In 2018, we were shocked to discover that the police were recruiting children to provide them with information on dangerous criminals.

Just for Kids Law was unaware of this little-known practice of using children as ‘covert human intelligence sources' (CHIS) or spies, despite all of the work we do with vulnerable children – including many who are involved in criminality; and sadly, some who are criminally exploited by gangs. 

We began our campaign against the use of child spies that year, arguing that the practice puts children at risk of severe physical and emotional harm; and that the lack of safeguards for children used in this way contravenes domestic and international human rights laws.

The legal basis for the use of child spies can be found in the Regulation of Investigatory Powers Act (RIPA) 2000. This allows authorised bodies, including the police, the secret services and local authorities to gather information from individuals who act as a CHIS. 

This practice is not, therefore, about asking children to provide information they already know. It is about asking children to stay in a county lines gang or in a situation where they are being abused to help fight criminality. 

In a House of Lords debate in Autumn 2018, Baroness Hamwee recounted the story of a 17-year-old girl who was being sold for sex by a man she considered to be her boyfriend.

Despite the clear harm posed, she was kept in that situation by the police to provide information on her abuser. She eventually witnessed a murder.

The lack of disclosure and information on the covert practice means that we do not know as much as we would like. From what we’ve been able to gather, we believe the use of child spies is rare – only 17 were used by the police between 2015 and 2018 – but we are waiting for confirmation of more up-to-date numbers. 

The Home Office has confirmed that the police are able to use children of any age as spies; and that child spies are used to inform in cases of serious offending, including on county lines gangs and those involved in child sexual exploitation.

Although the use of child spies has so far been rare, we’ve been particularly concerned at suggestions that children should be used more, not less, to combat county lines gangs. 

Neil Woods, a former undercover police officer, gave evidence and argued for greater safeguards in this area in the case we took against the Home Office. He explained that “children recruited as informants are also highly likely to end up getting drawn back into criminality and feeling trapped in their situation”.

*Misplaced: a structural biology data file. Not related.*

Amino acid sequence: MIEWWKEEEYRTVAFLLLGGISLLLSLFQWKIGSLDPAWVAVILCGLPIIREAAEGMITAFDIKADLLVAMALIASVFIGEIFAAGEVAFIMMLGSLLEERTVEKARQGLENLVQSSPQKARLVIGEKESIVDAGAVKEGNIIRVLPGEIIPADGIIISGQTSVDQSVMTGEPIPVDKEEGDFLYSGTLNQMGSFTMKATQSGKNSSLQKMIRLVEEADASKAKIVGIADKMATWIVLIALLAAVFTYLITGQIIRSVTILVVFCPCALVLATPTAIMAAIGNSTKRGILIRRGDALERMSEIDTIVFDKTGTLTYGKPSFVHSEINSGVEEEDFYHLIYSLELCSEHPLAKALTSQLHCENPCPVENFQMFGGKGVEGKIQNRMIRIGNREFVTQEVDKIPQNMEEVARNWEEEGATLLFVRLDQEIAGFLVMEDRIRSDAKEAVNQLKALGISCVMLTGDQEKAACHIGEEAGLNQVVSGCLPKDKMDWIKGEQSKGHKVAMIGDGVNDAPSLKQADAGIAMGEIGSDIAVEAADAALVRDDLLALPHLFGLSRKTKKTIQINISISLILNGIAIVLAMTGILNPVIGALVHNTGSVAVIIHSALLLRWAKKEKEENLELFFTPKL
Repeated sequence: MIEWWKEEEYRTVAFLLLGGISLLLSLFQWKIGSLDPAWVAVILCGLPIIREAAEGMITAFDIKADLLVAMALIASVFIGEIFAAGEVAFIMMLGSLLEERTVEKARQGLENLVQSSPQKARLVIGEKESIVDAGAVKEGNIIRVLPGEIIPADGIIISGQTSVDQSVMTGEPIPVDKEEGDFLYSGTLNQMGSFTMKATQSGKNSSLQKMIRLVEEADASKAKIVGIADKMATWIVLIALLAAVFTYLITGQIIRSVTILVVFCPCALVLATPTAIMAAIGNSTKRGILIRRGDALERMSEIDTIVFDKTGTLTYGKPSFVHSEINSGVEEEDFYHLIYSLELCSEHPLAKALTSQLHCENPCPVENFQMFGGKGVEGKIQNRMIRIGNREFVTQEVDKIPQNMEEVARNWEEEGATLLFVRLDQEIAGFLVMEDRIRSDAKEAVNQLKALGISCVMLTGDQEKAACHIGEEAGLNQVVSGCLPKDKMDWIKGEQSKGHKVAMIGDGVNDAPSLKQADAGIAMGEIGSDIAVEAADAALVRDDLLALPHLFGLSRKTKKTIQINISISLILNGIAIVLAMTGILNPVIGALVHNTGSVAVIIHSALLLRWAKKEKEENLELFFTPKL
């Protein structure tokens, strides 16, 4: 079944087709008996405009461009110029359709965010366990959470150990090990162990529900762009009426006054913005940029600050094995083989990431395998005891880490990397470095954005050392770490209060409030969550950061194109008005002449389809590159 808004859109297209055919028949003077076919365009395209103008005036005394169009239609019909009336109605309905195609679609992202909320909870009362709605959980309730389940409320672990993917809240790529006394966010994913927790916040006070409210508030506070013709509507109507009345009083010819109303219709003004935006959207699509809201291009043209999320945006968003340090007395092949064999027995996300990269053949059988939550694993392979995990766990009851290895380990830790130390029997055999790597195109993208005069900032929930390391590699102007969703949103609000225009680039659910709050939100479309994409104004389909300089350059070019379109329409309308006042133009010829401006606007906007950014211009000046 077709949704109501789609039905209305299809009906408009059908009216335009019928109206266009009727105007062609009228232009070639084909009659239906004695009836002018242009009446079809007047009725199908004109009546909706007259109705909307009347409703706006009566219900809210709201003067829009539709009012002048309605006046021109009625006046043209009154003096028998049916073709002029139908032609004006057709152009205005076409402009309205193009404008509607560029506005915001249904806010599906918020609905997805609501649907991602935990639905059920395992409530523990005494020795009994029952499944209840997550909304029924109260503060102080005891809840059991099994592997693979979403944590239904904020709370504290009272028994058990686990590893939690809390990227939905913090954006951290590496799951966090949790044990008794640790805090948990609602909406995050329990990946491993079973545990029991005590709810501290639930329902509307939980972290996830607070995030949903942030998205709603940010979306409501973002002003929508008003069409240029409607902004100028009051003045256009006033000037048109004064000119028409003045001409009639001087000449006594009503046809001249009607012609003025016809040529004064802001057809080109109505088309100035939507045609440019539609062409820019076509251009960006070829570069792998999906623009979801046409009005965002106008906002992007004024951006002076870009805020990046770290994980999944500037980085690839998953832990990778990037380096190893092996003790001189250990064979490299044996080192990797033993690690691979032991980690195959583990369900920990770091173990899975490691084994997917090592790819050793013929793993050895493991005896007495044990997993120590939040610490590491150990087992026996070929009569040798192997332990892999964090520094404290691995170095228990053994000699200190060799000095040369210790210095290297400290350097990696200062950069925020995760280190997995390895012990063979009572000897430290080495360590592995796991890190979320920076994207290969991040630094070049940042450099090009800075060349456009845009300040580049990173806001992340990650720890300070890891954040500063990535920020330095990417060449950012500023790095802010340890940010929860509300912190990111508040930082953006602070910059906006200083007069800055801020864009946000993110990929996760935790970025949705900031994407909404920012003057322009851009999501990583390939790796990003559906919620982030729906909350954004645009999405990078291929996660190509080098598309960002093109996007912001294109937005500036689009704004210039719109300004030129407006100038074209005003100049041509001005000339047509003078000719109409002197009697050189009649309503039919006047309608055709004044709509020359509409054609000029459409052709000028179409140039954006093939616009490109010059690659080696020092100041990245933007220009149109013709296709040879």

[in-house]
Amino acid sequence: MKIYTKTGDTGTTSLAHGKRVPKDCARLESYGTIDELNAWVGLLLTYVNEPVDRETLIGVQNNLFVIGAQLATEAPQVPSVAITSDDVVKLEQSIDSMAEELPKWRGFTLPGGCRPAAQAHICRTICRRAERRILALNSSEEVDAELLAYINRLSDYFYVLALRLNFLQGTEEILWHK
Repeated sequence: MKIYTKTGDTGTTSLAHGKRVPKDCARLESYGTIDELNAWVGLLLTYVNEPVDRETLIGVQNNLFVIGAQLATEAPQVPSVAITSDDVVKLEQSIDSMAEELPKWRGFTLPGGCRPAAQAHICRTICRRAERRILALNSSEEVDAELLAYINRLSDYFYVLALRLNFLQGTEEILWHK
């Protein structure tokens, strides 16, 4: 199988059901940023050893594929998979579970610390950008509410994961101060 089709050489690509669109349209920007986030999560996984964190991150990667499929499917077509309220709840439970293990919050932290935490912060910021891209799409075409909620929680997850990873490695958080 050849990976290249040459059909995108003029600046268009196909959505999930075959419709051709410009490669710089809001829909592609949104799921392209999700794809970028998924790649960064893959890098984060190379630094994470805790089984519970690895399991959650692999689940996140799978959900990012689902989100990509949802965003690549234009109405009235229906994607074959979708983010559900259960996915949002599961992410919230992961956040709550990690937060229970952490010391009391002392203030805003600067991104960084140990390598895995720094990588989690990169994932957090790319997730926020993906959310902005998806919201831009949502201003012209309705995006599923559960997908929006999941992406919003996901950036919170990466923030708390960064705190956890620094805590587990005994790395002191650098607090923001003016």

Effectively, rather than helping a child to escape their circumstances, working as a CHIS can push them further into criminal networks and trap them in a life of crime.

The Covert Human Intelligence Sources (Criminal Conduct) Bill that is currently going through parliament will allow the police and other authorities to give CHISes the authority to commit criminal offences themselves. 

And so, rather than preventing children from offending; and rather than removing them from gangs; the police can choose to leave them there and authorise them to continue in the criminality in return for information. 

For professionals working with a vulnerable cohort of children, this practice poses many practical problems.

Children used in this way do not have any right to a lawyer – only those under the age of 16 have the right to an appropriate adult – so the majority of their parents, social workers, or the other significant adults in their lives will have no knowledge of their role.

We assume that children are unlikely to open up about their role, and indeed, will be strongly advised not to by their handlers.

Our experience and that of other professionals that we have spoken to is, children are unlikely to want to admit that they have even been approached by the police to share information, let alone agreed to do so. 

Should you suspect your client is passing information to the police, then be prepared to handle the situation with a great degree of care and caution. It is not an issue that should, or could, be safely explored with your clients. 
 

Jennifer Twite is a barrister and head of strategic litigation at Just for Kids Law justforkidslaw.org She also sits on the Standing Committee for Youth Justice

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